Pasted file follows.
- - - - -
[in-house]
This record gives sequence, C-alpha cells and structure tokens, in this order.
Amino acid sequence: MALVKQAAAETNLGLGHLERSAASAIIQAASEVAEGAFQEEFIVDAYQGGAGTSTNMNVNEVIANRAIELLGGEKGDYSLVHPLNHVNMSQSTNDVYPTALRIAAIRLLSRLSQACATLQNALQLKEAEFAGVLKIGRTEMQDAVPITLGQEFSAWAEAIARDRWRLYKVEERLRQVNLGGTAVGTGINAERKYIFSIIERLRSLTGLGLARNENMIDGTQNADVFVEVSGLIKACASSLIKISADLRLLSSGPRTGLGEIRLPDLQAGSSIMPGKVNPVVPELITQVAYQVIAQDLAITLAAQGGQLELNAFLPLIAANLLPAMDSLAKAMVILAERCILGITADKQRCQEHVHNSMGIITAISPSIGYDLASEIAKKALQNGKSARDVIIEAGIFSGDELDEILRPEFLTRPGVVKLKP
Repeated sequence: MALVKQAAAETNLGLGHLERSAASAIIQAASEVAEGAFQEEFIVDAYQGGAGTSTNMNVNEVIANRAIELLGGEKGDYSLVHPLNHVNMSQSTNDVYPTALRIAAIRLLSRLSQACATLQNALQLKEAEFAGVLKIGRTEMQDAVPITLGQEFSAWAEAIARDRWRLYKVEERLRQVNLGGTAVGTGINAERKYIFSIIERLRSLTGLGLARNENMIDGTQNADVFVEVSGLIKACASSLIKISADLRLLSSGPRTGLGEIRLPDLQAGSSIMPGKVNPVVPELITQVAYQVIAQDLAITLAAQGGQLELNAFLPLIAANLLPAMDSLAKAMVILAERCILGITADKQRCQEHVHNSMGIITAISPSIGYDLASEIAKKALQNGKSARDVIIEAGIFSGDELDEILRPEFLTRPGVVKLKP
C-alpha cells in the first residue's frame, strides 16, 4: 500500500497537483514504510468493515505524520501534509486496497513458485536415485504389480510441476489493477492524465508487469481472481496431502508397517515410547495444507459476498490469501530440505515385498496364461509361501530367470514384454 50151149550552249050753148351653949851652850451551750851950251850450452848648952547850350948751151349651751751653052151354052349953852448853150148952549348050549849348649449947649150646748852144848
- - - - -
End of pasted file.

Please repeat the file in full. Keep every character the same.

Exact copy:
[in-house]
This record gives sequence, C-alpha cells and structure tokens, in this order.
Amino acid sequence: MALVKQAAAETNLGLGHLERSAASAIIQAASEVAEGAFQEEFIVDAYQGGAGTSTNMNVNEVIANRAIELLGGEKGDYSLVHPLNHVNMSQSTNDVYPTALRIAAIRLLSRLSQACATLQNALQLKEAEFAGVLKIGRTEMQDAVPITLGQEFSAWAEAIARDRWRLYKVEERLRQVNLGGTAVGTGINAERKYIFSIIERLRSLTGLGLARNENMIDGTQNADVFVEVSGLIKACASSLIKISADLRLLSSGPRTGLGEIRLPDLQAGSSIMPGKVNPVVPELITQVAYQVIAQDLAITLAAQGGQLELNAFLPLIAANLLPAMDSLAKAMVILAERCILGITADKQRCQEHVHNSMGIITAISPSIGYDLASEIAKKALQNGKSARDVIIEAGIFSGDELDEILRPEFLTRPGVVKLKP
Repeated sequence: MALVKQAAAETNLGLGHLERSAASAIIQAASEVAEGAFQEEFIVDAYQGGAGTSTNMNVNEVIANRAIELLGGEKGDYSLVHPLNHVNMSQSTNDVYPTALRIAAIRLLSRLSQACATLQNALQLKEAEFAGVLKIGRTEMQDAVPITLGQEFSAWAEAIARDRWRLYKVEERLRQVNLGGTAVGTGINAERKYIFSIIERLRSLTGLGLARNENMIDGTQNADVFVEVSGLIKACASSLIKISADLRLLSSGPRTGLGEIRLPDLQAGSSIMPGKVNPVVPELITQVAYQVIAQDLAITLAAQGGQLELNAFLPLIAANLLPAMDSLAKAMVILAERCILGITADKQRCQEHVHNSMGIITAISPSIGYDLASEIAKKALQNGKSARDVIIEAGIFSGDELDEILRPEFLTRPGVVKLKP
C-alpha cells in the first residue's frame, strides 16, 4: 500500500497537483514504510468493515505524520501534509486496497513458485536415485504389480510441476489493477492524465508487469481472481496431502508397517515410547495444507459476498490469501530440505515385498496364461509361501530367470514384454 50151149550552249050753148351653949851652850451551750851950251850450452848648952547850350948751151349651751751653052151354052349953852448853150148952549348050549849348649449947649150646748852144848